5 Things About LARPs and Hurricanes and Assorted Other Stuff

1. I played in a LARP two weekends ago. It was a different kind of game than ones I’d done in the past. The game is set in post-apocalyptic America where most of the population is either dead or Infected – like the “zombies” in 28 Days Later, fast and angry – and you are trying to get by and survive along with a group of other would-be survivors. It took place on a campground that had a replica ship, castle, and fort on the land, all of which were incorporated into the game as actual locations to explore and fight in. Combat was simulated using Airsoft weapons from pistols to shotguns to assault rifles along with “boffer” weapons – essentially replica weapons made with PVC and foam padding so it doesn’t hurt when you accidentally closeline someone.

I had a fucking blast.

One reason is that one of the players built me a boffer shovel, so I got to wade into the apocalypse swinging a shovel and having a good old time. I knew a few of the people playing in it beforehand and met several more that I’d heard about for a while and everyone was nice to the newbie. For 2 days I ran around like a demented kid shooting people and (more often) getting shot at (nice shot to the eye, Lori – and thanks for giving me the goggles before you did it) while dressed as a Mad Max-looking preacher. Seriously good times.

2. I went to a LARP, had fun, and the East Coast was immediately struck by an earthquake and a hurricane. These events are all not likely to be unrelated.

3. Speaking of hurricanes, I left Florida in 2005 after the horrendous 2004 hurricane season. I was sick and tired of the panicky morons running to the store to buy milk, bread, eggs, canned food, and 85 fucking cases of bottled water every time a tropical storm formed somewhere. Since they form like every 3 weeks, I always wondered what all those dipshits did with all the shit they bought the last time they freaked out and ran around like Chicken Little. And why is it always bread, eggs, and milk? Is French Fucking Toast some kind of arcane Hurricane Ward that I’m not aware of?

Anyway, last week I found myself in Delaware surrounded by people expecting a hurricane. They reacted exactly the same as the people in Florida did, but at least they have the excuse that it doesn’t happen very fucking often. I stopped at the store (BJs, to be precise) last Friday to pick up some stuff for a BBQ we were doing that night. This humongous freaking warehouse store was totally out of bread. How much fucking bread do people expect to eat in 3 days? Anyway, I didn’t need any regular bread, and there was a shitload of hamburger and hot dog buns around, which apparently don’t have Arcane Hurricane Warding powers since no one was buying them. People were running around like crazy making sure they had plenty of bottled water, which always confuses me since most people don’t drink water at all during the day. Coffee, sure, tea, yep, soda, definitely, but water? I drink the shit out of it and people look at me like I’m crazy. Since I had about 12 bottles of water at home I didn’t need that, either. All in all, though, people in Florida are much less rational about hurricane preparation, which is bizarre.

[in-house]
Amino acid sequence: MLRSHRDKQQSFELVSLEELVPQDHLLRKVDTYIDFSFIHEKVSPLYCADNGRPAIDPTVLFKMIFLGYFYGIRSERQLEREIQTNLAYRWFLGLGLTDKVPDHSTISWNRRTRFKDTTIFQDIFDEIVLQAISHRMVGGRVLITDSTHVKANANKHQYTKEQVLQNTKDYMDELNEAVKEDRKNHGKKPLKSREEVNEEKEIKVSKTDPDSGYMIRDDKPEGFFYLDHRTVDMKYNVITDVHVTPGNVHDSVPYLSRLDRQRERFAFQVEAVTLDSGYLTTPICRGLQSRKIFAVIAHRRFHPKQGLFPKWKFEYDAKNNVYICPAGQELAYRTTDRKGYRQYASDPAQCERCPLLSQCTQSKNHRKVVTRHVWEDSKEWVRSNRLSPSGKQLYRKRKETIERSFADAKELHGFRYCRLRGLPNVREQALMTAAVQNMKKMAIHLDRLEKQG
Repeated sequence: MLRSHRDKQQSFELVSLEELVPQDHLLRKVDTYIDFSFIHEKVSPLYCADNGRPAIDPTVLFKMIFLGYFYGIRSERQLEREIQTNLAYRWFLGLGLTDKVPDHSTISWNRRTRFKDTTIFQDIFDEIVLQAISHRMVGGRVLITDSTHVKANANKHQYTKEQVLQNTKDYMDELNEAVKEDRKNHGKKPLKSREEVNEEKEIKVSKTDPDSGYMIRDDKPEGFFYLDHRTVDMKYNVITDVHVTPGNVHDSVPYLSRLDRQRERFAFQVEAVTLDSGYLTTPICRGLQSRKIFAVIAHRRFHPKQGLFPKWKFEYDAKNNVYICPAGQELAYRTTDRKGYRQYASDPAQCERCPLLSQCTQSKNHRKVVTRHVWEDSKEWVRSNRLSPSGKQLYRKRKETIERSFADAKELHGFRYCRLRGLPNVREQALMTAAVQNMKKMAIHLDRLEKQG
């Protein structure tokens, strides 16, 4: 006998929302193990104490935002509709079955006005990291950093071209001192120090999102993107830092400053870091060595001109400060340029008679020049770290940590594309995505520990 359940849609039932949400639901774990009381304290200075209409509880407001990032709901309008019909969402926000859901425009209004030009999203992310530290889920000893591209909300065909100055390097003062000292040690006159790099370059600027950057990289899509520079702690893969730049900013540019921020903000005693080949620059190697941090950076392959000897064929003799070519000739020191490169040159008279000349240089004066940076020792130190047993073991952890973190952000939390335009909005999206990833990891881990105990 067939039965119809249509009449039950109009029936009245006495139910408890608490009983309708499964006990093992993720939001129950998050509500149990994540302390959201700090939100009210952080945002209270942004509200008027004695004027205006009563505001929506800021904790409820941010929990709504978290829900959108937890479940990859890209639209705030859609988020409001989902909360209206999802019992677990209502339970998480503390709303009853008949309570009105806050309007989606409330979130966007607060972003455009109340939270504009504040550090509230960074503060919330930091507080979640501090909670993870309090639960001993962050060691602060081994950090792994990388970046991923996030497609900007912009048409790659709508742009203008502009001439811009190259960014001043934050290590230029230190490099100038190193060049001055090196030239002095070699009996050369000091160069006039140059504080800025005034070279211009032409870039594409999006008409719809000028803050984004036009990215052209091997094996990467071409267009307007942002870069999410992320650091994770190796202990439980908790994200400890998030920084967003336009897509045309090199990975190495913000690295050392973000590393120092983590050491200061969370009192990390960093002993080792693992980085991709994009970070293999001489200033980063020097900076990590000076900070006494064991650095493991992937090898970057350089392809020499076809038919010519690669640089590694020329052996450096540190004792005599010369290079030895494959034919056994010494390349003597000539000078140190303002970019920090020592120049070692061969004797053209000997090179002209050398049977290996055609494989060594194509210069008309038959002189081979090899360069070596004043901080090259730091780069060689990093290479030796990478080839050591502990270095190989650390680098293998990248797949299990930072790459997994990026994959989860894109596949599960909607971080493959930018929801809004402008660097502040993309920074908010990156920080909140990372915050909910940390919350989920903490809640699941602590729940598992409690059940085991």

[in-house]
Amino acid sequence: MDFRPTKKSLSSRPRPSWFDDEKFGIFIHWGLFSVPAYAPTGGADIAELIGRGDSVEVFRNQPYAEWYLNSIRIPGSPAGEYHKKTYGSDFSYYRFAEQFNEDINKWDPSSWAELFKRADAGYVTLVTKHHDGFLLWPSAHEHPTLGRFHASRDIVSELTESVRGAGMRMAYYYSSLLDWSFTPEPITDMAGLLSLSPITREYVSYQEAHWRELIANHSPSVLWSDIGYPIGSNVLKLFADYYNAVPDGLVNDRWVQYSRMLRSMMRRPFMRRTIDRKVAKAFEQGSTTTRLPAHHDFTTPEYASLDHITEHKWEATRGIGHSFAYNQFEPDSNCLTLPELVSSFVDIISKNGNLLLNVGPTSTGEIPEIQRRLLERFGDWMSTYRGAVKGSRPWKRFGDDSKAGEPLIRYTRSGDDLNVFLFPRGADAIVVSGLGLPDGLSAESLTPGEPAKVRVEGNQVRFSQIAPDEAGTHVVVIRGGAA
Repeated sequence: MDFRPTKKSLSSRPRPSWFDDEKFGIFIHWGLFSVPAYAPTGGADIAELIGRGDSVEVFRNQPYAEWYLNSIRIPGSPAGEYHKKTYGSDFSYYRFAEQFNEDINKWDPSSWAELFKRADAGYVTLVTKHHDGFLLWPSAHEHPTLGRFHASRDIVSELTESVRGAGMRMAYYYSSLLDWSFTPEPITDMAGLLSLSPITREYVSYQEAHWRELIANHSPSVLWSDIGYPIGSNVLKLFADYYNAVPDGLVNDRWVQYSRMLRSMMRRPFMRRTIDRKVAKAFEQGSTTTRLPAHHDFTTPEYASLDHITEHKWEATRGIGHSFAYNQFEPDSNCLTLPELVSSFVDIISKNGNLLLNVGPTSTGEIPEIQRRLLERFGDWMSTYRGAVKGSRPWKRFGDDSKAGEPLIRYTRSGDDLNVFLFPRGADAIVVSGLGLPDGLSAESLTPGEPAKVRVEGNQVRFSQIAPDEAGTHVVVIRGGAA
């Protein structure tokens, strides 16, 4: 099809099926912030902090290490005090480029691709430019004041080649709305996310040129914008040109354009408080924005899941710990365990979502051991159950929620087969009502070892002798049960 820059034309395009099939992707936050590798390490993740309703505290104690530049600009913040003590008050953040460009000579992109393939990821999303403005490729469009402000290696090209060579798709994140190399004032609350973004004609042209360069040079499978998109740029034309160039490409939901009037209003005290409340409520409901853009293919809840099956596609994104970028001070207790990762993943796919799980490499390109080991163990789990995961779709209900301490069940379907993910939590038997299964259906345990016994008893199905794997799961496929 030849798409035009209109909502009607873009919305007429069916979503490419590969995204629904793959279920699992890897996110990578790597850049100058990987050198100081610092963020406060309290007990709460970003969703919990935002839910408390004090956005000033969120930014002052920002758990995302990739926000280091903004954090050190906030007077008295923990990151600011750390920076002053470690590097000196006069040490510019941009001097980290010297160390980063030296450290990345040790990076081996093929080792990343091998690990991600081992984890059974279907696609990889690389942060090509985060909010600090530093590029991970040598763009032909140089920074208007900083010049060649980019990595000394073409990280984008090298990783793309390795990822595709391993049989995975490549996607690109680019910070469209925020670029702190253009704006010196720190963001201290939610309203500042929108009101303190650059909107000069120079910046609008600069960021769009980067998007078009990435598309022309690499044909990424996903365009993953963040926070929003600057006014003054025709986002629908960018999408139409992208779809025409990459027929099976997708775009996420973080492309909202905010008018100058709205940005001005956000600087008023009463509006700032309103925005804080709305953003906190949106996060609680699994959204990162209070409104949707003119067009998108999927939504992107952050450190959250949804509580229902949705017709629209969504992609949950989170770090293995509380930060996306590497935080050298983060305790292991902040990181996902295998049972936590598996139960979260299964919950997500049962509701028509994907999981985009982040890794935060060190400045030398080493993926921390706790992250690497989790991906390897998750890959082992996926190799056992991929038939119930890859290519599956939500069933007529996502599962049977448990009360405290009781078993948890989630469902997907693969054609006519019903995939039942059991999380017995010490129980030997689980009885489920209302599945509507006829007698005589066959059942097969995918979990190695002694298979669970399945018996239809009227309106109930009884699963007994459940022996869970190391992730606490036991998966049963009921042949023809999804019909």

4. One other thing that was not to be found around Hurricane Time were battery-backup sump pumps, the things that will keep your basement dry when the power is out. My wife and I have talked about getting one for years but never did. So, if the power went out in the rain, the only way to keep our finished basement and beloved bar from flooding would be to scoop the water from the sump with a small bucket or big plastic cup, dump it into a larger bucket, haul the bucket upstairs to empty it, and go back down to do it over again until the power came back on. This is not an ideal backup plan.